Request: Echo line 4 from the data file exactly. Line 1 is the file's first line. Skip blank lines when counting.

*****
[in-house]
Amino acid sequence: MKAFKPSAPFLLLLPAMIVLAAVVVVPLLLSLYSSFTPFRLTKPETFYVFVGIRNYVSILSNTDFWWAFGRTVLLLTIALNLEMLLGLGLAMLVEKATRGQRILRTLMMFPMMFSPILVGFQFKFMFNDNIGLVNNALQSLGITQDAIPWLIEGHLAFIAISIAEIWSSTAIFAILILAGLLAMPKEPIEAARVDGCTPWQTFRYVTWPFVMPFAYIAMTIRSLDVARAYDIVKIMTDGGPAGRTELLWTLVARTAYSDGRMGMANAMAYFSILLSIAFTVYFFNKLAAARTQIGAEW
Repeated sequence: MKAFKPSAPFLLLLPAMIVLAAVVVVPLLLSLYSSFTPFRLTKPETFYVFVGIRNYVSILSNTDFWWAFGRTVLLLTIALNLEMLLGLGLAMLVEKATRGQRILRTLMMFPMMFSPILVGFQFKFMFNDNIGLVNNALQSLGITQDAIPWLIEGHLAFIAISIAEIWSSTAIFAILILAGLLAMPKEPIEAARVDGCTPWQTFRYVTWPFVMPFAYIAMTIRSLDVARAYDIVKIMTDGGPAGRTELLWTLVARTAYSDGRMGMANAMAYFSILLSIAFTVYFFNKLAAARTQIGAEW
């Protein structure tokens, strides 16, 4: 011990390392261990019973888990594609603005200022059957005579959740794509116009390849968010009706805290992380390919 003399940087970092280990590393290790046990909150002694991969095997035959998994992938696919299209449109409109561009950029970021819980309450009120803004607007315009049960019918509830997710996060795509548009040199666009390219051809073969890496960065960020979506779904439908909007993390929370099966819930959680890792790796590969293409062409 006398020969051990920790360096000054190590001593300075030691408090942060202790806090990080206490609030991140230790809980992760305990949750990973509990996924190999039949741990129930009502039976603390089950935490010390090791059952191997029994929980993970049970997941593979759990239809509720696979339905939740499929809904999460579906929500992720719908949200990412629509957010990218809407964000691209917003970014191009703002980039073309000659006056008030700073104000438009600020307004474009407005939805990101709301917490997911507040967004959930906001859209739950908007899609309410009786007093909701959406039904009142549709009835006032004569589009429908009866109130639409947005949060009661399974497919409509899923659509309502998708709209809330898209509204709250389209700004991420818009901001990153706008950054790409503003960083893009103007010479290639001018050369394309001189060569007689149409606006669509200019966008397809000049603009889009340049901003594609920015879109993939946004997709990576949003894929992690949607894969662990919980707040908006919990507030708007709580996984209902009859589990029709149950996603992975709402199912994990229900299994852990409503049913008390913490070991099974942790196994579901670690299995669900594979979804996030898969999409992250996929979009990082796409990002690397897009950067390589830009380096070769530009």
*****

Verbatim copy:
């Protein structure tokens, strides 16, 4: 011990390392261990019973888990594609603005200022059957005579959740794509116009390849968010009706805290992380390919 003399940087970092280990590393290790046990909150002694991969095997035959998994992938696919299209449109409109561009950029970021819980309450009120803004607007315009049960019918509830997710996060795509548009040199666009390219051809073969890496960065960020979506779904439908909007993390929370099966819930959680890792790796590969293409062409 006398020969051990920790360096000054190590001593300075030691408090942060202790806090990080206490609030991140230790809980992760305990949750990973509990996924190999039949741990129930009502039976603390089950935490010390090791059952191997029994929980993970049970997941593979759990239809509720696979339905939740499929809904999460579906929500992720719908949200990412629509957010990218809407964000691209917003970014191009703002980039073309000659006056008030700073104000438009600020307004474009407005939805990101709301917490997911507040967004959930906001859209739950908007899609309410009786007093909701959406039904009142549709009835006032004569589009429908009866109130639409947005949060009661399974497919409509899923659509309502998708709209809330898209509204709250389209700004991420818009901001990153706008950054790409503003960083893009103007010479290639001018050369394309001189060569007689149409606006669509200019966008397809000049603009889009340049901003594609920015879109993939946004997709990576949003894929992690949607894969662990919980707040908006919990507030708007709580996984209902009859589990029709149950996603992975709402199912994990229900299994852990409503049913008390913490070991099974942790196994579901670690299995669900594979979804996030898969999409992250996929979009990082796409990002690397897009950067390589830009380096070769530009």